This is truly an awful picture. When we first looked at it, it struck us an image from science fiction, or a close-up of some fiery organic membrane. But it’s the cellular, almost organic pattern you get when human settlement—in this case Paradise, California as seen from a satellite—grows into a fire-maintained forest ecosystem and that landscape burns.
Although that’s not exactly right. In Paradise mostly what burned were buildings. A closer resolution of this image would show many trees free of flames and surviving. The fire is being carried by the settlement’s structures. The trees at this point are almost bystanders to the catastrophe. That apparently perverse inversion of circumstances may only add to the end-times imagery of the photo.
But we can overturn that idea on its head by saying the hopelessness of this picture is actually key to where there is hope. If people’s homes are the actual fuel feeding this fire, what would have happened if they had been less flammable? And we know the answer to that question.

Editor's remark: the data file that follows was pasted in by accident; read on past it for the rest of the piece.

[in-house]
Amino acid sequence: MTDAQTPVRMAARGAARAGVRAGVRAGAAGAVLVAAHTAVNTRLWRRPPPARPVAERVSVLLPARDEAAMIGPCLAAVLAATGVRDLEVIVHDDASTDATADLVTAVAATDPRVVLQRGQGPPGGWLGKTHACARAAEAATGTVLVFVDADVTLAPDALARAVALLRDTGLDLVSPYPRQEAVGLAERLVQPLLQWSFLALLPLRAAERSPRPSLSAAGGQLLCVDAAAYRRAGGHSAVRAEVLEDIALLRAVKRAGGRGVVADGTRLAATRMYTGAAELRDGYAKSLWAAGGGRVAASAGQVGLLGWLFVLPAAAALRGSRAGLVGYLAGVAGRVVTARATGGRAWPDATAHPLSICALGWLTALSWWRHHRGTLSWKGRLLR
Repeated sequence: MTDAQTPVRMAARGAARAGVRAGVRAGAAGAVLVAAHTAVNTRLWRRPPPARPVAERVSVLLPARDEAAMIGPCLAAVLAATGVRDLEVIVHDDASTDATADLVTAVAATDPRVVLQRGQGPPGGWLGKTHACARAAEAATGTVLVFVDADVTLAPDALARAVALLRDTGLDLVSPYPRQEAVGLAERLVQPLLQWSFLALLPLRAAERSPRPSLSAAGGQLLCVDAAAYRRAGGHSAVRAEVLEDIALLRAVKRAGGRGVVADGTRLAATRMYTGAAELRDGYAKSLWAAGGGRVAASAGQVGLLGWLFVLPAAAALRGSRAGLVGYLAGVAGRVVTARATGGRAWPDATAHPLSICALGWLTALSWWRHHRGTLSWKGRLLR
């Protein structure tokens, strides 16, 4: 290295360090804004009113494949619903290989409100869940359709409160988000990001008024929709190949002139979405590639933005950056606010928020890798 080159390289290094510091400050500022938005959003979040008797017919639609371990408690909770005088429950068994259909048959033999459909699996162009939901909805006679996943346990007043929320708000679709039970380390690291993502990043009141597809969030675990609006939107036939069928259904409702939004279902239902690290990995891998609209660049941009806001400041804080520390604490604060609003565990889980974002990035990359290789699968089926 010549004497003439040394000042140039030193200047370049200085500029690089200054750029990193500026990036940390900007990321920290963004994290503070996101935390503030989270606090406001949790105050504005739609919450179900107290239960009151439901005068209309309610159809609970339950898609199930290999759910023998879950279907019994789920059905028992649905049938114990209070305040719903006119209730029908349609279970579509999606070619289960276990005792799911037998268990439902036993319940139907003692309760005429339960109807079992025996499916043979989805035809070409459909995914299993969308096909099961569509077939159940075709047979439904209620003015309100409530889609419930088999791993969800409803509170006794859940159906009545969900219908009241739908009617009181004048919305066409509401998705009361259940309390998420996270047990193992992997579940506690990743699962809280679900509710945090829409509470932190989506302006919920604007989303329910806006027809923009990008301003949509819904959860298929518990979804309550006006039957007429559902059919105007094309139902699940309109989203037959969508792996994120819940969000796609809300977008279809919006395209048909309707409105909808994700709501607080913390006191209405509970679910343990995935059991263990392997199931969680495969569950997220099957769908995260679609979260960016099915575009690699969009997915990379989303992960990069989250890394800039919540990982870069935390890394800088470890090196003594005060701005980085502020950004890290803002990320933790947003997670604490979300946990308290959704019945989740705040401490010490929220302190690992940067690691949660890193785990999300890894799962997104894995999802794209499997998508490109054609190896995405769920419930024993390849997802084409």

Fire hardening buildings to resist ignition, lifting crowns in the adjacent forests, managing flashy fuels, cleaning around buildings all lead to shorter flame lengths, less heat, fewer flying embers and a better chance of survival. It is difficult to do clinical trials to prove this for obvious reasons.
But experience is showing that neighbourhoods that take the steps to manage their buildings, including their roofs, porches and soffits along with the grounds 10 meters around them, are less vulnerable to rampant destruction by wildfire. We have seen cases where flames backed by winds similar to Paradise have not taken hold, sparing homes in communities that were fire prepared.
What happened in Paradise (and others) was terrible. But there are ways for us to prepare and adapt to the threat of more frequent, severe and intense wildfires.
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Adapting to climate change and the wildfire threat to communities will be the subject of a panel at the WFCA 2019 Annual Conference.
Photograph AP Digital Globe